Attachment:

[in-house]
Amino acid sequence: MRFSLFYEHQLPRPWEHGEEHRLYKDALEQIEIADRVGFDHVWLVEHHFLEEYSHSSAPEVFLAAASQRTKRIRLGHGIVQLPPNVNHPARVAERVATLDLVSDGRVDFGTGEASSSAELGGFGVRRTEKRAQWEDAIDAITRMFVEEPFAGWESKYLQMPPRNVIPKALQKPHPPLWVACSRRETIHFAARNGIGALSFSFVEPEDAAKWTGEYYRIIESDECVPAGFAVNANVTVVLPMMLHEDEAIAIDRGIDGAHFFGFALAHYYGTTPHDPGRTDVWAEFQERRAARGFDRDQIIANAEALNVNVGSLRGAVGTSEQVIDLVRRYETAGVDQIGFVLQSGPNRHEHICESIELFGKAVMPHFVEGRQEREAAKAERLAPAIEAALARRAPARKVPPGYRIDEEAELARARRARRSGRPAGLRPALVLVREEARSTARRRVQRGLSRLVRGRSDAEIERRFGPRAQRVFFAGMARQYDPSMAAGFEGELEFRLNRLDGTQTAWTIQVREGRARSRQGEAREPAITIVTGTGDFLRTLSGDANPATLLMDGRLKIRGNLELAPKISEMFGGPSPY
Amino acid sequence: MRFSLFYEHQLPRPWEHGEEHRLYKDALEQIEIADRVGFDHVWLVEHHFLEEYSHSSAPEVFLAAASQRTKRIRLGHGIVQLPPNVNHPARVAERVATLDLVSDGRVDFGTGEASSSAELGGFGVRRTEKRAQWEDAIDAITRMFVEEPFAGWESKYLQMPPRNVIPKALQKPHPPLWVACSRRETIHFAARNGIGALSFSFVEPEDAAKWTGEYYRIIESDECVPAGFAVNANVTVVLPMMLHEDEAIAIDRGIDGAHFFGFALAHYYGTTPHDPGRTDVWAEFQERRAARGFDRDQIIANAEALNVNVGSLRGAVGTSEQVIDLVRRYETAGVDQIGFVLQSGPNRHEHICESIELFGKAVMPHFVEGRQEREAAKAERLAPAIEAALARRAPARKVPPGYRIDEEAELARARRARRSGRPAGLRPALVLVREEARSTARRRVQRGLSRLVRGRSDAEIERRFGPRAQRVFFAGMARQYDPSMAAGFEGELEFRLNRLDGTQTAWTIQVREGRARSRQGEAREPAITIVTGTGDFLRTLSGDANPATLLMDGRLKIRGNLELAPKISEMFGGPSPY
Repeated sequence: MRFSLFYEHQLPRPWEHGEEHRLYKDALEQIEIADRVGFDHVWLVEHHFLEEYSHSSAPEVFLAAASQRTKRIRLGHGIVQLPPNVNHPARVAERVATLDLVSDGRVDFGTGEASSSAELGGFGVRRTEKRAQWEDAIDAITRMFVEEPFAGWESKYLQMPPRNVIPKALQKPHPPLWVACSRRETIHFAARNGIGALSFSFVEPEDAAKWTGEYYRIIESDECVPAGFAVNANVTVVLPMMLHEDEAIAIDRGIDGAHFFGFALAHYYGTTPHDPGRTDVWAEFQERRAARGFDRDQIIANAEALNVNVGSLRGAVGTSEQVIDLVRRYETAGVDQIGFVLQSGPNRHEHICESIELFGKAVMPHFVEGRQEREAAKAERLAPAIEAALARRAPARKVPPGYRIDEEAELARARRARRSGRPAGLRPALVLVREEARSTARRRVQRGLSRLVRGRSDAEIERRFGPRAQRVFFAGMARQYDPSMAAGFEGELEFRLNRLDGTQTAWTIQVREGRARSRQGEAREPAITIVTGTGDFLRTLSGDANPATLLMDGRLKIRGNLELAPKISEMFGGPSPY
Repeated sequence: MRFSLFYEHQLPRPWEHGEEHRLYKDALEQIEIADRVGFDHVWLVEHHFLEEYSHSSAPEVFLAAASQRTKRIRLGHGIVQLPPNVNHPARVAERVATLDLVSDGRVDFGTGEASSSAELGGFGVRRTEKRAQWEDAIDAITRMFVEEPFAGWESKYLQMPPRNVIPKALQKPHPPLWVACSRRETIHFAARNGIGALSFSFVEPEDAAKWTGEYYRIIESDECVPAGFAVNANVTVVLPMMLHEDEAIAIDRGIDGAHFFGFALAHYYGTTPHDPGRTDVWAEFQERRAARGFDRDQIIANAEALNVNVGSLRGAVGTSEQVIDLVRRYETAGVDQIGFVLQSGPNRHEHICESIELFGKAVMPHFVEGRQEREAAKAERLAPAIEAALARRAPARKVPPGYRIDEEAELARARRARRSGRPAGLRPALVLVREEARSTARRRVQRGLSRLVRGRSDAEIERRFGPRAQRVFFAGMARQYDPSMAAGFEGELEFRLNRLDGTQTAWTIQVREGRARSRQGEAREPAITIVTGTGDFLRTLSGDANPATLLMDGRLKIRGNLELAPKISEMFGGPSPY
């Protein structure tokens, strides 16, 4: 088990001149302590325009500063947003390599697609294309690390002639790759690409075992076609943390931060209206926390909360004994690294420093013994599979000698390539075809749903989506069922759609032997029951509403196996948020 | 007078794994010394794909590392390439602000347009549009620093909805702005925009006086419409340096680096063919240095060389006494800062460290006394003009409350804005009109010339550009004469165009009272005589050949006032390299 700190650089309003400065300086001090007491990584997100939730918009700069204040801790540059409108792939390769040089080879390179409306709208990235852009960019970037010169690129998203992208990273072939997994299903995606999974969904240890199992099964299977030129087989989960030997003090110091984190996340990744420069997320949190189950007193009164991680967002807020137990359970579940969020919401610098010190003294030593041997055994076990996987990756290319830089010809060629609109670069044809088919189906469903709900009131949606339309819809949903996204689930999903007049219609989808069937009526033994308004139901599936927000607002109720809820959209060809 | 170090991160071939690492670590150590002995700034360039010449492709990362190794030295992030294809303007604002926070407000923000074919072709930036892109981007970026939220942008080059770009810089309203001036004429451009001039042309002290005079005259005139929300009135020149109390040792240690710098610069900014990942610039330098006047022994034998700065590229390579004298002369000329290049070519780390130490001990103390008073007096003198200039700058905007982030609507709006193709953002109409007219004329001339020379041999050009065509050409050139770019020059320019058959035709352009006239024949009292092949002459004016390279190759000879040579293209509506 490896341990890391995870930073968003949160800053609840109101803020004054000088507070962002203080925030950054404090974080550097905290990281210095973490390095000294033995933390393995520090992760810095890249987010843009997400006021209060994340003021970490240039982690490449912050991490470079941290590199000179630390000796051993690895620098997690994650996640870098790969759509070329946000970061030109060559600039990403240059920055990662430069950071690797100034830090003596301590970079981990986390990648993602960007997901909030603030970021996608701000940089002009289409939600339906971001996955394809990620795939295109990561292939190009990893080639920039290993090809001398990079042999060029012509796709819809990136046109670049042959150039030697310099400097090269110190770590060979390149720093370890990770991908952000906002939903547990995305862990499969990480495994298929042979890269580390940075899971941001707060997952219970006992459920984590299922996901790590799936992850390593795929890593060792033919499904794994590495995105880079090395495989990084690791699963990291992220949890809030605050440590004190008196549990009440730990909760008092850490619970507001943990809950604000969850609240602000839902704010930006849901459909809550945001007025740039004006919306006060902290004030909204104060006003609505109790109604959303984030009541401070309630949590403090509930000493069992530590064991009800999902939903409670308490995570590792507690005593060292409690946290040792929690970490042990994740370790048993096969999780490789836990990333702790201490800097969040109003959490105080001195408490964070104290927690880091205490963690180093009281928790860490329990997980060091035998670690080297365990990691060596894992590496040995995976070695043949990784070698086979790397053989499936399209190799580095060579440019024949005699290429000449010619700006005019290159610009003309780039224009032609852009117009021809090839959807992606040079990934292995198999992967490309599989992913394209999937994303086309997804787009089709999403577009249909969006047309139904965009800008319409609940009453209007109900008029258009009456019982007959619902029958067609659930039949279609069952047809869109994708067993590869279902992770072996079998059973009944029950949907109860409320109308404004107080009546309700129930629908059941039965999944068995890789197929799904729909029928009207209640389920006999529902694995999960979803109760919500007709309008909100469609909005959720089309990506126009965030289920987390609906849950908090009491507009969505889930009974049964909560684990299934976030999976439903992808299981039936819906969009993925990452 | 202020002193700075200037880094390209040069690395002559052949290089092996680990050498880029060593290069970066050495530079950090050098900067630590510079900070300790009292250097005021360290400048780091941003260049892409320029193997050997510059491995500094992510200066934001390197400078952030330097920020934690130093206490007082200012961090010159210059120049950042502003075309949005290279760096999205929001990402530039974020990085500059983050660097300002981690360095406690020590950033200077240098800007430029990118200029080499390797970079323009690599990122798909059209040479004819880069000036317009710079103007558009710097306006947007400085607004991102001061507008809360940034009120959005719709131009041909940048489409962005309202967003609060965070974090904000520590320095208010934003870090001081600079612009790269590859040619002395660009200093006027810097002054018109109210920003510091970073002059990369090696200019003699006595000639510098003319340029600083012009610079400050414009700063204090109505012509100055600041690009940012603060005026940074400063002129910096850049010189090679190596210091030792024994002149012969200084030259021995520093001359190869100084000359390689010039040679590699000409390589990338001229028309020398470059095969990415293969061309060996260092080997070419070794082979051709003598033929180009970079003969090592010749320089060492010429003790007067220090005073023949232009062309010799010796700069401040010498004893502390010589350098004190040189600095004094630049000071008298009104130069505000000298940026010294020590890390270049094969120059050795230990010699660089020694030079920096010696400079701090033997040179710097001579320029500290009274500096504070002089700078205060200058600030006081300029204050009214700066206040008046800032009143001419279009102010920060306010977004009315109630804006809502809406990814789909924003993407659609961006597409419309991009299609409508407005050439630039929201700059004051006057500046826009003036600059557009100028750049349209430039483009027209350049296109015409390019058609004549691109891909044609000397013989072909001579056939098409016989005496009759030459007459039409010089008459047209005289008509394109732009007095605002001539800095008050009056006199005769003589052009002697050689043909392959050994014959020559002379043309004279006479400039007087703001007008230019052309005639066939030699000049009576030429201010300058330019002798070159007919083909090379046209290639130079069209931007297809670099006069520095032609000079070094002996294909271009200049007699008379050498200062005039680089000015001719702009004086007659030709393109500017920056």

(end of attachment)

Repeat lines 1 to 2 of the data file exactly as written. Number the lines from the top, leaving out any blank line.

[in-house]
Amino acid sequence: MRFSLFYEHQLPRPWEHGEEHRLYKDALEQIEIADRVGFDHVWLVEHHFLEEYSHSSAPEVFLAAASQRTKRIRLGHGIVQLPPNVNHPARVAERVATLDLVSDGRVDFGTGEASSSAELGGFGVRRTEKRAQWEDAIDAITRMFVEEPFAGWESKYLQMPPRNVIPKALQKPHPPLWVACSRRETIHFAARNGIGALSFSFVEPEDAAKWTGEYYRIIESDECVPAGFAVNANVTVVLPMMLHEDEAIAIDRGIDGAHFFGFALAHYYGTTPHDPGRTDVWAEFQERRAARGFDRDQIIANAEALNVNVGSLRGAVGTSEQVIDLVRRYETAGVDQIGFVLQSGPNRHEHICESIELFGKAVMPHFVEGRQEREAAKAERLAPAIEAALARRAPARKVPPGYRIDEEAELARARRARRSGRPAGLRPALVLVREEARSTARRRVQRGLSRLVRGRSDAEIERRFGPRAQRVFFAGMARQYDPSMAAGFEGELEFRLNRLDGTQTAWTIQVREGRARSRQGEAREPAITIVTGTGDFLRTLSGDANPATLLMDGRLKIRGNLELAPKISEMFGGPSPY